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Two Years in the French West Indies By Lafcadio Hearn Characters: 8770

Updated: 2017-12-06 00:02

It may be said that on all this coast the ocean, perpetually moved by the blowing of the trade-winds, never rests-never hushes its roar, Even in the streets of Grande Anse, one must in breezy weather lift one's voice above the natural pitch to be heard; and then the breakers come in lines more than a mile long, between the Pointe du Rochet and the Pointe de Séguinau,-every unfurling thunder-clap. There is no travelling by sea. All large vessels keep well away from the dangerous coast. There is scarcely any fishing; and although the sea is thick with fish, fresh fish at Grande Anse is a rare luxury. Communication with St. Pierre is chiefly by way of the national road, winding over mountain ridges two thousand feet high; and the larger portion of merchandise is transported from the chief city on the heads of young women. The steepness of the route soon kills draught-horses and ruins the toughest mules. At one time the managers of a large estate at Grande Anse attempted the experiment of sending their sugar to St. Pierre in iron carts, drawn by five mules; but the animals could not endure the work. Cocoa can be carried to St. Pierre by the porteuses, but sugar and rum must go by sea, or not at all; and the risk and difficulties of shipping these seriously affect the prosperity of all the north and north-east coast. Planters have actually been ruined by inability to send their products to market during a protracted spell of rough weather. A railroad has been proposed and planned: in a more prosperous era it might be constructed, with the result of greatly developing all the Atlantic side of the island, and converting obscure villages into thriving towns.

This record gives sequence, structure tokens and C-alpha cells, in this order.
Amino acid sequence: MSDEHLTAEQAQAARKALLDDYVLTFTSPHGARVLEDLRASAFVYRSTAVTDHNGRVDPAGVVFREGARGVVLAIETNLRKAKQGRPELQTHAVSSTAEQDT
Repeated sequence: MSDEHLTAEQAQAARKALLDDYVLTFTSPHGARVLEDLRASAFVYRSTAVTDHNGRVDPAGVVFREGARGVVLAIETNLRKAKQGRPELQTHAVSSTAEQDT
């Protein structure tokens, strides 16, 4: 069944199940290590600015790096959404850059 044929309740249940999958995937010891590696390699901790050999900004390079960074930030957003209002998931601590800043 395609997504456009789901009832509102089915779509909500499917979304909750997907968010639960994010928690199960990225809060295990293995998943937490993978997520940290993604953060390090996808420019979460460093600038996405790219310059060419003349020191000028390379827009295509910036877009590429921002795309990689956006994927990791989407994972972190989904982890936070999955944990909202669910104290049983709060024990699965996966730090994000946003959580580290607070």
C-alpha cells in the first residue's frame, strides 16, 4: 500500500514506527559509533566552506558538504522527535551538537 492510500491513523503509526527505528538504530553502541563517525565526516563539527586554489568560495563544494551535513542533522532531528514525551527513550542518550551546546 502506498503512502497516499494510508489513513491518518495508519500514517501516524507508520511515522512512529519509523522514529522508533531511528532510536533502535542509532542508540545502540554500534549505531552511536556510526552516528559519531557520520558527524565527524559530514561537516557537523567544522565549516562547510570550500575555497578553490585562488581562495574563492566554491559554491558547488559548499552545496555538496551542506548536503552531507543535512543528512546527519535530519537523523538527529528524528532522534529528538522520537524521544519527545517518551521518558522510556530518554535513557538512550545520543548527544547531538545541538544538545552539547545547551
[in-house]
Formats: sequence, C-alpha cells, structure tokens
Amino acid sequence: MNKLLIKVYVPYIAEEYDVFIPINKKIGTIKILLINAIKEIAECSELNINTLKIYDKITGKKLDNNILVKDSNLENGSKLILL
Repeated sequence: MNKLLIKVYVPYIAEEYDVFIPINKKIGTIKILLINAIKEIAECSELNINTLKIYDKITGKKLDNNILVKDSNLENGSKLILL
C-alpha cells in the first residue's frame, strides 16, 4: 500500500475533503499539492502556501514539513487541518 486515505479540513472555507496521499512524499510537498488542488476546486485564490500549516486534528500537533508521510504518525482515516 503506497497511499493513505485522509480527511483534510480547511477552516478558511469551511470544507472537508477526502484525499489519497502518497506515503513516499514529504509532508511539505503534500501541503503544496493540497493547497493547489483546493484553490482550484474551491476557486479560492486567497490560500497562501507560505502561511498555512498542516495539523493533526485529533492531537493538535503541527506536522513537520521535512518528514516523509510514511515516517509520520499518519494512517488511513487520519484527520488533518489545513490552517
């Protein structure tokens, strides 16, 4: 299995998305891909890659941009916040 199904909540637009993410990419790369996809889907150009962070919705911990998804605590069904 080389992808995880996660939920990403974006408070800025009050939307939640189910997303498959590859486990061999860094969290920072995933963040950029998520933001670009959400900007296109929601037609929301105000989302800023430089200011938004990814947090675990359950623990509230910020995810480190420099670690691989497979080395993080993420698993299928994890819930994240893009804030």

Sugar is very difficult to ship; rum and tafia can be handled with less risk. It is nothing less than exciting to watch a shipment of tafia from Grande Anse to St. Pierre.